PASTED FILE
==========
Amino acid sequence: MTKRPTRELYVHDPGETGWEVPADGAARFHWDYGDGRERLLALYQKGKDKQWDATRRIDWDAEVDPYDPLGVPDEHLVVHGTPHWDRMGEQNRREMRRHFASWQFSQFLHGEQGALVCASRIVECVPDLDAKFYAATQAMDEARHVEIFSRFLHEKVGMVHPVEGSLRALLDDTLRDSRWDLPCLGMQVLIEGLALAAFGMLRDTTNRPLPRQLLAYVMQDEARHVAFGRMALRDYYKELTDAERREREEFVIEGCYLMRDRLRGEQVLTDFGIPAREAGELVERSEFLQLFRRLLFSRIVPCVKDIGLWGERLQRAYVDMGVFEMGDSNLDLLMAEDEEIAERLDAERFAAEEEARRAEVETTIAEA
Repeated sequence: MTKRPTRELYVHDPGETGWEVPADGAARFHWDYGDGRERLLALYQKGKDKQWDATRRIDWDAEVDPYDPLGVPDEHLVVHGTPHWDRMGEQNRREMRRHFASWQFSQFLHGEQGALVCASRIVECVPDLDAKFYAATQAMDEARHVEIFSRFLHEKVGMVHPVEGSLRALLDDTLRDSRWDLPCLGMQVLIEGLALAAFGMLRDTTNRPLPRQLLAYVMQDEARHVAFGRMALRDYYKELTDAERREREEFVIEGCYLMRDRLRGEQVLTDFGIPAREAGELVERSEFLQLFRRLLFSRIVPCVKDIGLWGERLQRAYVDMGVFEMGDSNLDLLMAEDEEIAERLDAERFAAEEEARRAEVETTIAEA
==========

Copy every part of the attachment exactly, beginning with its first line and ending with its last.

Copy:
Amino acid sequence: MTKRPTRELYVHDPGETGWEVPADGAARFHWDYGDGRERLLALYQKGKDKQWDATRRIDWDAEVDPYDPLGVPDEHLVVHGTPHWDRMGEQNRREMRRHFASWQFSQFLHGEQGALVCASRIVECVPDLDAKFYAATQAMDEARHVEIFSRFLHEKVGMVHPVEGSLRALLDDTLRDSRWDLPCLGMQVLIEGLALAAFGMLRDTTNRPLPRQLLAYVMQDEARHVAFGRMALRDYYKELTDAERREREEFVIEGCYLMRDRLRGEQVLTDFGIPAREAGELVERSEFLQLFRRLLFSRIVPCVKDIGLWGERLQRAYVDMGVFEMGDSNLDLLMAEDEEIAERLDAERFAAEEEARRAEVETTIAEA
Repeated sequence: MTKRPTRELYVHDPGETGWEVPADGAARFHWDYGDGRERLLALYQKGKDKQWDATRRIDWDAEVDPYDPLGVPDEHLVVHGTPHWDRMGEQNRREMRRHFASWQFSQFLHGEQGALVCASRIVECVPDLDAKFYAATQAMDEARHVEIFSRFLHEKVGMVHPVEGSLRALLDDTLRDSRWDLPCLGMQVLIEGLALAAFGMLRDTTNRPLPRQLLAYVMQDEARHVAFGRMALRDYYKELTDAERREREEFVIEGCYLMRDRLRGEQVLTDFGIPAREAGELVERSEFLQLFRRLLFSRIVPCVKDIGLWGERLQRAYVDMGVFEMGDSNLDLLMAEDEEIAERLDAERFAAEEEARRAEVETTIAEA